If you’ve been following my blog or have read my book, you know how much I dislike fancy financial jargon. Personal finance shouldn’t be complicated and both you and I deserve to have a clear understanding of what’s happening with our hard earned money.
With this in mind and the fact that April is financial literacy month, I’m taking pause and breaking down 8 important money terms you may not know (but should).
In digging into these not-so-sexy money terms, you’ll find that by understanding these foundational financial topics, you’ll only equip yourself to make better financial choices for today and the future.
Here are some important money terms defined:
1. Asset Allocation
It literally means your money (asset) is being allocated (assigned) to different investment classes within your portfolio: stocks, bonds, cash, and mutual funds. More specifically, asset allocation determines how your assets are distributed within your investment portfolio. It is an investment strategy that adjusts the amounts or percentages you own in certain asset classes to balance risk versus reward based on your overall risk tolerance, goals and timeframe for holding investments.
2. Net Worth
Your net worth is literally what you own minus what you owe and it’s measured in dollars. Taking stock of this number initially gives you a great starting point for measuring your financial health and progress every six to twelve months. Calculating your net worth is simple and you can learn how here.
3. Compound Interest
This is your money’s best friend! Compound interest is when you earn interest on the money you invest and then earn interest on that interest. The longer this extra interest you earn on your investment has to grow, the more money your money can earn you over your lifetime.
4. Rule of 72
The rule of 72 is something we financial planners geek out over that helps us estimate how long it will take an investment to double its worth and over what time period. It’s a simple mathematical equation by which dividing 72 by the annual rate of return equals how many years it will take for your investment to double. For example, an investor who invests $1,000 at an interest rate of 6% per year will double their money in 12 years. (72 divided by 6 = 12)..
5. Rate of Return
Rate of return is the profit your investment earns over a particular period of time and can be a positive or a negative number (meaning you’re either making money or you’re losing it). The return is expressed as a proportion of your original investment over a certain time period (mostly a year, which is why you’ll see this number sometimes referred to as an “annual rate of return”). For example, if you invest $10,000 and it grows to $10,650 over 12 months, you’ve earned $650 on your $10,000. Your annual rate of return is: $650 / $10,000 = 6.5%.
I may or may not compare diversification to the numbers and types of shoes you own in my book, Work Your Wealth. You’re not going to have just one pair of shoes to go with all your outfits. Similarly, you shouldn’t have all of your money in just one or two holdings. Having a variety of investment types in your overall portfolio is diversification. It is a popular and recommended investment technique that helps to reduce risk and can provide more stable returns. Think of it this way: If you carry all of your eggs in one basket and you drop the basket, you’re out of luck for that awesome brunch you were about to have. If you carried your eggs in multiple baskets however, dropping one basket wouldn’t have as big of an impact as you can still rely on the others to help make that omelet!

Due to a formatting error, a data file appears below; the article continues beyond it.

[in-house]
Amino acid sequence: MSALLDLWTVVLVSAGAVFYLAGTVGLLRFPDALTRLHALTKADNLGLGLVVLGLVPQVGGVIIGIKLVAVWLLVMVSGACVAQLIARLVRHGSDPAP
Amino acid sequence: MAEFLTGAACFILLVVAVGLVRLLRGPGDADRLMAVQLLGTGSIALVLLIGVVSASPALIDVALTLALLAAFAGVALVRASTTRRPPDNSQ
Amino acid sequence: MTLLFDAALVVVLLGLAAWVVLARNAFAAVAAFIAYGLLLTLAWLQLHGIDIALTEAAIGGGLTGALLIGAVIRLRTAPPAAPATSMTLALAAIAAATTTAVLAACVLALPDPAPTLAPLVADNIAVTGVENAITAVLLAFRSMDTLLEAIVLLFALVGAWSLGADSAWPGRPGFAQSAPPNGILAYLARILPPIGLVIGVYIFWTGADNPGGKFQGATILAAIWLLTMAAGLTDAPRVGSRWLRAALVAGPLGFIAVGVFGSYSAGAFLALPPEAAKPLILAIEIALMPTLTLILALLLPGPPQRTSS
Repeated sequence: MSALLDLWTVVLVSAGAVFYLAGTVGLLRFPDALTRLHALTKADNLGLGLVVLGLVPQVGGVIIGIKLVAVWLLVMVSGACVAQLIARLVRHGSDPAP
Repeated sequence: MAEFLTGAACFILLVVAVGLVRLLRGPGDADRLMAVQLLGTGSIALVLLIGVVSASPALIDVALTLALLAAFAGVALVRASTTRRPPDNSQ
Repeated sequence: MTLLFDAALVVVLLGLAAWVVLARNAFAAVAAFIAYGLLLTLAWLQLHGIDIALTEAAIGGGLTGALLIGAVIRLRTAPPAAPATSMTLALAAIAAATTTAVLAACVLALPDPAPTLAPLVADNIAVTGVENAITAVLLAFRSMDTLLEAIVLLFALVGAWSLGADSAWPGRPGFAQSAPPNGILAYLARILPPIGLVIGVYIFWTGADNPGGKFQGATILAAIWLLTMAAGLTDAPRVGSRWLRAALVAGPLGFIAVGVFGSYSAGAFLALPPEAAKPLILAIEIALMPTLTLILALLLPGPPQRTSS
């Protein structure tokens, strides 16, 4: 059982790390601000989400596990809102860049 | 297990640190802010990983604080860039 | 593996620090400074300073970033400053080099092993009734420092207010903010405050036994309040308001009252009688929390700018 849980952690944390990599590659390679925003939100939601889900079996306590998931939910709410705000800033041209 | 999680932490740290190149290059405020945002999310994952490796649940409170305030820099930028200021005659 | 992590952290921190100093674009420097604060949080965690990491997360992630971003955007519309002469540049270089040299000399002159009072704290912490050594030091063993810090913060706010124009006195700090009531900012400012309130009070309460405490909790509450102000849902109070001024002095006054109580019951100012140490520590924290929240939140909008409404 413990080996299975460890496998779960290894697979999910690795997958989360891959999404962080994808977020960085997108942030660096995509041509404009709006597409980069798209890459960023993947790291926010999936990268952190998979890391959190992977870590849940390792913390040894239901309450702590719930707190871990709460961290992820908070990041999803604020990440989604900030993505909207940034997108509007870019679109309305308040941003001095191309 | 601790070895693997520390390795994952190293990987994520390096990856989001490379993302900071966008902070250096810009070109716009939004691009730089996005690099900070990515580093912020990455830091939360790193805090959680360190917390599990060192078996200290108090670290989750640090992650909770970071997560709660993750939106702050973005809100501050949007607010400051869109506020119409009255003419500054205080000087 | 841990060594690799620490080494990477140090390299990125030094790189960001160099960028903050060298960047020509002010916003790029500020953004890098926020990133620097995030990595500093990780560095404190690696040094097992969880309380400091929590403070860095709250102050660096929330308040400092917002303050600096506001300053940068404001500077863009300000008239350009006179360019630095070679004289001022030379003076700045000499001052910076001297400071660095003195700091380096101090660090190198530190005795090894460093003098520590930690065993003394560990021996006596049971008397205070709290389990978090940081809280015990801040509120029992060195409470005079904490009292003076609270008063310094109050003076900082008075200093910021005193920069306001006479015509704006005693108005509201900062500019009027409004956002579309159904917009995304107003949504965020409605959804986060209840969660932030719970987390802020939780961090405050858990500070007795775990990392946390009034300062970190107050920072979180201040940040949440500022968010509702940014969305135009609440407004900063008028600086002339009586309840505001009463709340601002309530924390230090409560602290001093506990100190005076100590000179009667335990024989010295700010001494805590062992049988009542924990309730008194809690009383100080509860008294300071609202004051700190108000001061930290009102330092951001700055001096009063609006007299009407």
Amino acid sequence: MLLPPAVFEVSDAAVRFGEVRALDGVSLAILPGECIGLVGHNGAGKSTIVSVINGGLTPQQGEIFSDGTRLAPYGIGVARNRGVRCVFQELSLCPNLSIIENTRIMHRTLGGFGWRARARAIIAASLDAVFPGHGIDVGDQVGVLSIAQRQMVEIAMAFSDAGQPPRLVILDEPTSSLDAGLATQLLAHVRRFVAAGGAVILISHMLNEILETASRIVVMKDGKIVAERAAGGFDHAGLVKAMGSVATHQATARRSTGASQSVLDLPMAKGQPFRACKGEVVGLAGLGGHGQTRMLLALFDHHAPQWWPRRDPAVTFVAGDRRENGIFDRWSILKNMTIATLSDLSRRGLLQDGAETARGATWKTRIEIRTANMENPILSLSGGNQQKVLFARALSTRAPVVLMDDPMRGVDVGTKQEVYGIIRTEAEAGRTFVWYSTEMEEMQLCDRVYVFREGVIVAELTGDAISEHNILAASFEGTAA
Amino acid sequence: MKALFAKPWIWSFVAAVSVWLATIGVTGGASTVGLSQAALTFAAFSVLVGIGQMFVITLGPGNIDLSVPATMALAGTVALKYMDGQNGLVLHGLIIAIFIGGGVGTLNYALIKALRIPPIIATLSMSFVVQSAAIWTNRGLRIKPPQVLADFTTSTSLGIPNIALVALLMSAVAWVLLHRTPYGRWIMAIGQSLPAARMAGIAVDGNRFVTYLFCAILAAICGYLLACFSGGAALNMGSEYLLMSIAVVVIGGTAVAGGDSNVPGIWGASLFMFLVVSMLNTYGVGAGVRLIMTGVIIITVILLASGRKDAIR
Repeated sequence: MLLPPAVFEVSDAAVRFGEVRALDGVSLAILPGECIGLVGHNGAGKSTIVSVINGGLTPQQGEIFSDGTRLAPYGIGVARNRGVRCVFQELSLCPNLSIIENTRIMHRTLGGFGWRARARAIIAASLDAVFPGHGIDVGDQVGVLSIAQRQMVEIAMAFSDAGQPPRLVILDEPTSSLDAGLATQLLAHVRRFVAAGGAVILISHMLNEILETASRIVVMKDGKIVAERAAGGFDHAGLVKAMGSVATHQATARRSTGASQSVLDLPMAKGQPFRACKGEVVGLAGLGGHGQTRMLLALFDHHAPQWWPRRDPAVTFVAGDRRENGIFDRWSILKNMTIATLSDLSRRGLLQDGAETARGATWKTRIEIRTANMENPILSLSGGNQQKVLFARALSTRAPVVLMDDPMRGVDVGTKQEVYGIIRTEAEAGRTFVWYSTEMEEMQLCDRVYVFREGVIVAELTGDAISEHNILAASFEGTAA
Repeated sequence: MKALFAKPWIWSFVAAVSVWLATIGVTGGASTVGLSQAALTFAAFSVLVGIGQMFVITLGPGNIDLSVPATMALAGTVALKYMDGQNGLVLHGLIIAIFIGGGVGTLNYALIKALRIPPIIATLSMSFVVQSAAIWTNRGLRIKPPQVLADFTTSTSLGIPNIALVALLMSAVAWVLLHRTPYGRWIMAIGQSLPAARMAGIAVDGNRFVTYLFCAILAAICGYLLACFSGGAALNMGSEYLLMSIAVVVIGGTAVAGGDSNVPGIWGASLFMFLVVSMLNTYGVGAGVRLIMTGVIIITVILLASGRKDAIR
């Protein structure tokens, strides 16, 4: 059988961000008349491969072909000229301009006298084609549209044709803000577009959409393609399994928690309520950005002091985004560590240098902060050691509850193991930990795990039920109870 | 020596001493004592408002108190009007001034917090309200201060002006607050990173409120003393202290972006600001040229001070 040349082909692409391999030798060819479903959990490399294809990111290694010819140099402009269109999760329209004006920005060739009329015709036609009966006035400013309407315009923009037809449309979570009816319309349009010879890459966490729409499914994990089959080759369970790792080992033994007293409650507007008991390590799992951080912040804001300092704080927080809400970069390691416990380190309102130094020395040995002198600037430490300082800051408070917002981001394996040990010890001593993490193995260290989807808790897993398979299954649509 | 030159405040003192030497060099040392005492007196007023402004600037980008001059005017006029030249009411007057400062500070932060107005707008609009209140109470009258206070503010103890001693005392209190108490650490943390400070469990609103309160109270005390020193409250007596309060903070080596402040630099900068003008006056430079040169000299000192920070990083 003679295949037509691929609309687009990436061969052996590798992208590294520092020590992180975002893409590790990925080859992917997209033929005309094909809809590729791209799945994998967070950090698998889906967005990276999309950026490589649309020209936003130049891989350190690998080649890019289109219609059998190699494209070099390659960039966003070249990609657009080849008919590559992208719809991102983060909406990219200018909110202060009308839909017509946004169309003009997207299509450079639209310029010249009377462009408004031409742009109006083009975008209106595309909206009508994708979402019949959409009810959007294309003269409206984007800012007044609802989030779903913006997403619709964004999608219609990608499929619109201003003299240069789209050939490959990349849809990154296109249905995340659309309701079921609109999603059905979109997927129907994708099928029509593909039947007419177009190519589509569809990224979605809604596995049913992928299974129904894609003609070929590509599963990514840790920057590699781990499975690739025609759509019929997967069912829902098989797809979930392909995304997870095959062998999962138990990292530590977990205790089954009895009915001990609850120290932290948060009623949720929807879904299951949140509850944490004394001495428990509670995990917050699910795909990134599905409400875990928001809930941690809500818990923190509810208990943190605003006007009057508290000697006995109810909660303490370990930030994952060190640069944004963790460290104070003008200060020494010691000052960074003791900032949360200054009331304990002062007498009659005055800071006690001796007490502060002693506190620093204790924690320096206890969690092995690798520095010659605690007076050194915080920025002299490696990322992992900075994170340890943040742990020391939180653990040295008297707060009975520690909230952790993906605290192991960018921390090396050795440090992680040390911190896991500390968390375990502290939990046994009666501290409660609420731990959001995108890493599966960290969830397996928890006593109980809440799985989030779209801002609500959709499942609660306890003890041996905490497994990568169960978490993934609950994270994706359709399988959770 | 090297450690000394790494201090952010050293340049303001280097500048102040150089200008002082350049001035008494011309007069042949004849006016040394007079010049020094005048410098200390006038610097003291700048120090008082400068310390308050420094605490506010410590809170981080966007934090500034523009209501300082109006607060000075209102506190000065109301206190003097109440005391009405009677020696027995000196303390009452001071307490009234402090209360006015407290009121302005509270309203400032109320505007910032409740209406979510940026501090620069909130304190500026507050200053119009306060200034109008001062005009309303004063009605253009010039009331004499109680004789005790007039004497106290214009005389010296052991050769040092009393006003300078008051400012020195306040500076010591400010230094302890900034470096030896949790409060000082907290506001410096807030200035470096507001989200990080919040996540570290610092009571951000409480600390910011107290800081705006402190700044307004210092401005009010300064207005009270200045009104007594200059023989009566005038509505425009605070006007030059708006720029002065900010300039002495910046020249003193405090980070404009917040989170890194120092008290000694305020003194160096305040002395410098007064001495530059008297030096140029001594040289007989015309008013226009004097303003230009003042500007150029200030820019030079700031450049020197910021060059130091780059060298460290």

7. Expense Ratio
This is a fancy term fund managers use that means fees… that you’re paying to them. Expense ratio is an annual fee an investor is charged by funds or ETFs to operate. The simple math is that the fund will divide its operating expenses by the value of the assets it manages and what’s left is the return to the investor. As an investor, you’ll want to know what the expense ratio is for investments you select so that there are no surprises. Aim for funds with expense ratios below 1%.
Inflation is a term that tells us the rate (percentage) at which prices for goods and services are rising. It’s expressed as an annual percentage rate. Basically, inflation can detour our finances if we don’t invest and grow our money because as things get more expensive, the dollars we have today don’t go as far. For example, if the price of your morning coffee increase from $2.00 to $2.05, that’s a 2.5% increase and what your money could have bought you in coffee yesterday, now won’t go as far. Prices tend to increase over time, which is why it’s important to grow your money and take advantage of things like compound interest.
By getting a clear understanding of certain financial terms, you’re equipping yourself with the knowledge you need to make informed financial decisions. You can also check out more investment terms you should know here and here.
Remember, if you’re ever talking with a financial advisor and don’t know a word they use, or concept or strategy they’re recommending –don’t ever hold back your questions. You should have questions and you absolutely deserve a financial professional who will take the time to make sure you have sound understanding around your finances.
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